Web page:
This procedure uses a colonoscope, a flexible tube-like device outfitted with a miniaturized camera, to take pictures of the colon. The colonoscope allows a physician to obtain a small tissue sample, apply medications or heat treatment directly to the lining of the colon, or remove polyps. Polyps are abnormal growths in the lining of the colon, which can become cancerous. Removing polyps is an important way to prevent colon cancer. A colonoscopy takes from 10 to 30 minutes. During the procedure, patients may feel some discomfort but rarely any pain. Patients receive medication intravenously to make them relaxed and drowsy. The span of service in the Endoscopy Center may last two to three hours, from admission through discharge.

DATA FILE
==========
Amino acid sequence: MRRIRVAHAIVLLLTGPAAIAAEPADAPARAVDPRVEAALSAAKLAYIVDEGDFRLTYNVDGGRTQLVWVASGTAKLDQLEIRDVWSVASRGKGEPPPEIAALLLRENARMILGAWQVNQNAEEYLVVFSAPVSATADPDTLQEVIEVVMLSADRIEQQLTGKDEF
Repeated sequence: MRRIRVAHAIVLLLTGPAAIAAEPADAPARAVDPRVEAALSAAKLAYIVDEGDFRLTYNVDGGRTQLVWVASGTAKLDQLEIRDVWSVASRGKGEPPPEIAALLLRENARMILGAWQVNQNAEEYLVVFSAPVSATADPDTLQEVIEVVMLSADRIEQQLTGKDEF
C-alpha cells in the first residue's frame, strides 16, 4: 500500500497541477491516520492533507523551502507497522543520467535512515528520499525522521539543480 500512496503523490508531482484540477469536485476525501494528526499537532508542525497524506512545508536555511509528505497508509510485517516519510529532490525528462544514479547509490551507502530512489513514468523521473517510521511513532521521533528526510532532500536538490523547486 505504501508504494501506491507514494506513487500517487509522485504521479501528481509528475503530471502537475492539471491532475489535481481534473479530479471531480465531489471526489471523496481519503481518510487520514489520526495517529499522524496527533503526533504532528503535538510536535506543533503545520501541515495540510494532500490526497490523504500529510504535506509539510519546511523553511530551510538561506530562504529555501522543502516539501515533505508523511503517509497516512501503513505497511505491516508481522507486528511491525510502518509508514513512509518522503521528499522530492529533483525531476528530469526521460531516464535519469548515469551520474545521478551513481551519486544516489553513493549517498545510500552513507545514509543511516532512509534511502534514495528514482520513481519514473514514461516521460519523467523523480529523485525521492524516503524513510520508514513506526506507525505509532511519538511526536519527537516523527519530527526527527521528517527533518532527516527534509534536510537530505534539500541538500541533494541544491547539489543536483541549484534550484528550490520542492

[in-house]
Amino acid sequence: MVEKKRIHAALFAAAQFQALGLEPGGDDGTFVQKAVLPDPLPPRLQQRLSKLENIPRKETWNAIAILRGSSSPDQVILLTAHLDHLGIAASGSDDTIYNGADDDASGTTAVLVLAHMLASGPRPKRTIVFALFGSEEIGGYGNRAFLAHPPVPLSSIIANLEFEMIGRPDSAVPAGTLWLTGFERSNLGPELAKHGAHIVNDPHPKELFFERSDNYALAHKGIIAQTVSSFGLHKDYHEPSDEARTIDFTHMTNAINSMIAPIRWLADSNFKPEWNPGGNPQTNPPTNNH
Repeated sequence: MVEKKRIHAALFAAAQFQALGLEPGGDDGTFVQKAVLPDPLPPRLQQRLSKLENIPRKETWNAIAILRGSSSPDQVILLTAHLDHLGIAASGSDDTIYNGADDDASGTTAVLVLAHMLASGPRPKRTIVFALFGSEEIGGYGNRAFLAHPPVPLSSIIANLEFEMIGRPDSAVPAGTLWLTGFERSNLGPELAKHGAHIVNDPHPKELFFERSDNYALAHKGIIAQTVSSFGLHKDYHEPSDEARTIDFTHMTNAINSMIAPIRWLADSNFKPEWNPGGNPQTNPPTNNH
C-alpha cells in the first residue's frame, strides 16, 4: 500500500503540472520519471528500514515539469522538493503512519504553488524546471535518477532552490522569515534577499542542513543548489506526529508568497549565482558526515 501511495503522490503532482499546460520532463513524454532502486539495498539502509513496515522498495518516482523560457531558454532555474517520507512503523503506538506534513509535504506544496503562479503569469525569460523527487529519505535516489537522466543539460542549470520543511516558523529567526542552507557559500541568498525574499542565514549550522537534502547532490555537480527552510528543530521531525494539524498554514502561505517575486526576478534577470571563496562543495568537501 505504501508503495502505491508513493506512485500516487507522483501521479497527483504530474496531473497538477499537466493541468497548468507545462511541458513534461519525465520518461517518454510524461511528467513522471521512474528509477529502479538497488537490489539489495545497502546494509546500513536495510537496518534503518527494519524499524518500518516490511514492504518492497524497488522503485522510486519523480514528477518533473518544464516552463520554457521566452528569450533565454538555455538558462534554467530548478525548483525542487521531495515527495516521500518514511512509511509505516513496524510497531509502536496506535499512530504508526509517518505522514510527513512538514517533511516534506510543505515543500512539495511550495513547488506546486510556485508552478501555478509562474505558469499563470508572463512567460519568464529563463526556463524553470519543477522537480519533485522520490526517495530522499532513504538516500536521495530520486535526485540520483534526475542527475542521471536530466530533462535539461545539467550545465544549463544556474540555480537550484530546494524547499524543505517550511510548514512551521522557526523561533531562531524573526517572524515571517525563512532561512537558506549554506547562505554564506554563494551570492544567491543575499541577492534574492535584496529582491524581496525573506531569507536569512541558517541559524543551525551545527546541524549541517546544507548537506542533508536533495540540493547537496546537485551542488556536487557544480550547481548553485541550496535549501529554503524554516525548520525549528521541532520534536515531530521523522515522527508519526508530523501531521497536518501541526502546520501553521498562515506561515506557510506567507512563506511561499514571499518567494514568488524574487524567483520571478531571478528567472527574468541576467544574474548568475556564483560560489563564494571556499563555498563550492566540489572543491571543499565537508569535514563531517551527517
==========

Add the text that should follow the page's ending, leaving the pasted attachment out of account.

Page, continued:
Colonoscopy is a safe, simple and effective way to check for cancer, and to treat suspicious colon polyps. Screening is important because in the early stages of many colorectal diseases symptoms are not present. Cancer growth can go on for years and even decades within the colon, and is far more difficult to treat when symptoms do become present. The American Cancer Society recommends all men and women age 50 and older have a screening colonoscopy to check for signs of colon cancer, even if no symptoms are present. People with a family history of colon cancer should begin screening at an earlier age.